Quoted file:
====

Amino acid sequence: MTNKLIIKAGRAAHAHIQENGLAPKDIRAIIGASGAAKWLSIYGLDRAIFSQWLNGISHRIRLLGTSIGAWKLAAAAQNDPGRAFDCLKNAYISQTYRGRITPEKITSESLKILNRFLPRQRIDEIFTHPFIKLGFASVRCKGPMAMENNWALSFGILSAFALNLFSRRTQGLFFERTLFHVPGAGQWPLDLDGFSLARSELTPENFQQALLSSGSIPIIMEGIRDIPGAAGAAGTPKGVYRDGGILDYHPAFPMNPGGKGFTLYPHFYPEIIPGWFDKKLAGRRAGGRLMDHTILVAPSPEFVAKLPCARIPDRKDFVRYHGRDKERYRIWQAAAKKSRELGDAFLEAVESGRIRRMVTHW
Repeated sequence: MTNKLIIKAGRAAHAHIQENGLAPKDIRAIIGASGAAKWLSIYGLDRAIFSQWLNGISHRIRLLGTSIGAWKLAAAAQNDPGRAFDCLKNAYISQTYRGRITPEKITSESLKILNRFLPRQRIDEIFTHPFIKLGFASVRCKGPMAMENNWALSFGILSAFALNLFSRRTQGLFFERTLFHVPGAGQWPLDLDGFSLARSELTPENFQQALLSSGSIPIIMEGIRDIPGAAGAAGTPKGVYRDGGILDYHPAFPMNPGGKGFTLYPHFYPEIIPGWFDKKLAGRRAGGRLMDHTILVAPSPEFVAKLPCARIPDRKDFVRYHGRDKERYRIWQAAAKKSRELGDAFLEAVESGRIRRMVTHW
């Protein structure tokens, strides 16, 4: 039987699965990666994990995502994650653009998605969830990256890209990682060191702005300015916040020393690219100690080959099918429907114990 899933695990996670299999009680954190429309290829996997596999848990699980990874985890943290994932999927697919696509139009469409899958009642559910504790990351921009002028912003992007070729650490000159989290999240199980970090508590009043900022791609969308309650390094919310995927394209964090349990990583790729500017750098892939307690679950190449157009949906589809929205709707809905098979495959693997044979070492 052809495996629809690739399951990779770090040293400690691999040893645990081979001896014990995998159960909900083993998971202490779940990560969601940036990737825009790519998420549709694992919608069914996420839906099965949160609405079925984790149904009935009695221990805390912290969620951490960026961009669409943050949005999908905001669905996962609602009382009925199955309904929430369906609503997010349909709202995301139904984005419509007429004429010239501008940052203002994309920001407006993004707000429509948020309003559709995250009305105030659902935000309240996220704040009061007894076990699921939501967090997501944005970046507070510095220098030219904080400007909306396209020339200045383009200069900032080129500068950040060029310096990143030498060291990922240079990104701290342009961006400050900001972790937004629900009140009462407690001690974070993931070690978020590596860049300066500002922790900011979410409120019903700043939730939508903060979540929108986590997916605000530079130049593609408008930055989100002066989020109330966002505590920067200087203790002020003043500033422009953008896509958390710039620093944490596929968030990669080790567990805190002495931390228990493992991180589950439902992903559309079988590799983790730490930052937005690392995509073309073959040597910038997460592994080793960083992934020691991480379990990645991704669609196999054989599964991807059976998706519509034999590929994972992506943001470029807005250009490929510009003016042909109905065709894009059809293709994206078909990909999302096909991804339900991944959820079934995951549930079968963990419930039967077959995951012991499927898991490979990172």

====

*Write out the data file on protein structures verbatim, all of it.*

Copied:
Amino acid sequence: MTNKLIIKAGRAAHAHIQENGLAPKDIRAIIGASGAAKWLSIYGLDRAIFSQWLNGISHRIRLLGTSIGAWKLAAAAQNDPGRAFDCLKNAYISQTYRGRITPEKITSESLKILNRFLPRQRIDEIFTHPFIKLGFASVRCKGPMAMENNWALSFGILSAFALNLFSRRTQGLFFERTLFHVPGAGQWPLDLDGFSLARSELTPENFQQALLSSGSIPIIMEGIRDIPGAAGAAGTPKGVYRDGGILDYHPAFPMNPGGKGFTLYPHFYPEIIPGWFDKKLAGRRAGGRLMDHTILVAPSPEFVAKLPCARIPDRKDFVRYHGRDKERYRIWQAAAKKSRELGDAFLEAVESGRIRRMVTHW
Repeated sequence: MTNKLIIKAGRAAHAHIQENGLAPKDIRAIIGASGAAKWLSIYGLDRAIFSQWLNGISHRIRLLGTSIGAWKLAAAAQNDPGRAFDCLKNAYISQTYRGRITPEKITSESLKILNRFLPRQRIDEIFTHPFIKLGFASVRCKGPMAMENNWALSFGILSAFALNLFSRRTQGLFFERTLFHVPGAGQWPLDLDGFSLARSELTPENFQQALLSSGSIPIIMEGIRDIPGAAGAAGTPKGVYRDGGILDYHPAFPMNPGGKGFTLYPHFYPEIIPGWFDKKLAGRRAGGRLMDHTILVAPSPEFVAKLPCARIPDRKDFVRYHGRDKERYRIWQAAAKKSRELGDAFLEAVESGRIRRMVTHW
């Protein structure tokens, strides 16, 4: 039987699965990666994990995502994650653009998605969830990256890209990682060191702005300015916040020393690219100690080959099918429907114990 899933695990996670299999009680954190429309290829996997596999848990699980990874985890943290994932999927697919696509139009469409899958009642559910504790990351921009002028912003992007070729650490000159989290999240199980970090508590009043900022791609969308309650390094919310995927394209964090349990990583790729500017750098892939307690679950190449157009949906589809929205709707809905098979495959693997044979070492 052809495996629809690739399951990779770090040293400690691999040893645990081979001896014990995998159960909900083993998971202490779940990560969601940036990737825009790519998420549709694992919608069914996420839906099965949160609405079925984790149904009935009695221990805390912290969620951490960026961009669409943050949005999908905001669905996962609602009382009925199955309904929430369906609503997010349909709202995301139904984005419509007429004429010239501008940052203002994309920001407006993004707000429509948020309003559709995250009305105030659902935000309240996220704040009061007894076990699921939501967090997501944005970046507070510095220098030219904080400007909306396209020339200045383009200069900032080129500068950040060029310096990143030498060291990922240079990104701290342009961006400050900001972790937004629900009140009462407690001690974070993931070690978020590596860049300066500002922790900011979410409120019903700043939730939508903060979540929108986590997916605000530079130049593609408008930055989100002066989020109330966002505590920067200087203790002020003043500033422009953008896509958390710039620093944490596929968030990669080790567990805190002495931390228990493992991180589950439902992903559309079988590799983790730490930052937005690392995509073309073959040597910038997460592994080793960083992934020691991480379990990645991704669609196999054989599964991807059976998706519509034999590929994972992506943001470029807005250009490929510009003016042909109905065709894009059809293709994206078909990909999302096909991804339900991944959820079934995951549930079968963990419930039967077959995951012991499927898991490979990172």